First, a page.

While the hospital told Anthony that he may be able to leave on Thursday, the healing process has only begun. And their lives are forever changed.

Jeremy said he has already started to feel on edge. When he walks from the hospital to a nearby gas station, he looks at nearby cars and buildings a little closer.

“It changes my reality even though I wasn’t there,” he said.

Going out to bars is something he will not feel safe doing in the future, Jeremy added. Anthony said he will feel uncomfortable going anywhere for a long time. He doesn’t feel safe around strangers anymore.

“The most important thing about all of this and all the hatred in the world is standing together, standing united, and fighting for what you believe,” Jeremy said. “If you love somebody, you have the right to hold their hand. You have the right to kiss them in public if you want to. I think the more we do that as individuals and recognize that we’re all human beings and we all stand together — that’s really where the focus should be and less on who it’s with.”

As they start the recovery process, they are also mourning those lost in the shooting.

Anthony said he was friends with Derrick Rump and Daniel Aston, who were both killed.

Colorado Springs Shooting

David Zalubowski/AP

A person pauses to pay respects as portraits of the victims of a mass shooting at a gay nightclub are displayed at a makeshift memorial Tuesday, Nov. 22, 2022, near the scene in Colorado Springs, Colo. (AP Photo/David Zalubowski)

“I lost two of my dear friends in the shooting and being in here (the hospital), I could not go to any vigils,” he said.

When asked what he would say to the shooter, he paused before answering.

“I would probably say, ‘Why don’t you meet somebody and get to know their true heart before passing judgment?’ Because he really did harm a lot of pure, true hearts that I don’t know will be the same,” he said.

“It’s sad that it gets to someone’s head like that, and it pushes them to where they want to feel like they need to take it out on somebody, and they just choose one race, one gender, one stereotype — I guess you would say — to go after,” he added.

It happened in Orlando, Florida at the Pulse nightclub in 2016, Jeremy said. But it wasn’t something he was concerned about every day.

“It’s not something you go about your daily life having to worry about,” he said. “And so, now, that has completely shifted that aspect.”

As hospital discharge looms, Anthony is counting his blessings every day.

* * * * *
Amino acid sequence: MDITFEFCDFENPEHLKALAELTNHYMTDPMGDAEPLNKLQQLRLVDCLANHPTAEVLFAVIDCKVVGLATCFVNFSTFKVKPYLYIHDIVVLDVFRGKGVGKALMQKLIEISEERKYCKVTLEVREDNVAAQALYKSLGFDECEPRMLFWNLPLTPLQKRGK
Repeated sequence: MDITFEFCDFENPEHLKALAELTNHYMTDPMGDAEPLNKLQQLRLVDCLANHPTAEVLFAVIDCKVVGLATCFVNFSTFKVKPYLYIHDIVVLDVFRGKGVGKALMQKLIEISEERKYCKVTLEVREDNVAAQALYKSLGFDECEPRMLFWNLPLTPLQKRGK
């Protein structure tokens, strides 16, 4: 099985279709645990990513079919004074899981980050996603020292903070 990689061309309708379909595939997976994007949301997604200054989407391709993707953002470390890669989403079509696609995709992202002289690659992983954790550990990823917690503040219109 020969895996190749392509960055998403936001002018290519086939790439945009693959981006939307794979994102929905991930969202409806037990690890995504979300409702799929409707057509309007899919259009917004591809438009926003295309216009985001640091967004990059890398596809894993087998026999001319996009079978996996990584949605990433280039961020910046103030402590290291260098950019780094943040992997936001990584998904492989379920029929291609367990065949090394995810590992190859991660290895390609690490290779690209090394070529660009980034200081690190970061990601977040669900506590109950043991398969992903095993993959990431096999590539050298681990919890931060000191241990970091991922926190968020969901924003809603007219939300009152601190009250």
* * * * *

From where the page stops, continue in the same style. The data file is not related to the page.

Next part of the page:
“We may be broken and down right now, but we will be strong again,” he said.

Colorado Springs Shooting

David Zalubowski/AP

A Club Q sign stands amid items in a makeshift memorial to mark a weekend mass shooting at a nearby gay nightclub on Tuesday, Nov. 22, 2022, in Colorado Springs, Colo. Anderson Lee Aldrich opened fire at Club Q, in which five people were killed and others suffered gunshot wounds before patrons tackled and beat the suspect into submission. (AP Photo/David Zalubowski)

Five people were killed and 19 people were injured in the shooting, which began just before midnight on Saturday at the gay club. The victims were identified on Monday as:

  • Kelly Loving, 40 (she/her)
  • Daniel Aston, 28 (he/him)
  • Derrick Rump, 38 (he/him)
  • Ashley Paugh, 35 (she/her)
  • Raymond Green Vance, 22 (he/him)

Two people — Thomas James, a sailor in the US Navy, and Richard Fierro, a former Army major and an Iraqi war veteran — were responsible for stopping the suspect, according to Colorado Springs Police Chief Adrian Vasquez.

The 22-year-old suspect was arrested on 10 counts, including first-degree murder and bias-motivated crime, according to court records. They have not been formally charged. They were arrested for investigation of five counts of first-degree murder after deliberation and five counts of bias-motivated crime — causing bodily injury.

READ MORE: Club Q shooting suspect made threats against mother last year, landlord confirms
READ MORE: Club Q shooting suspect changed name in 2016, saying he wanted to protect himself from father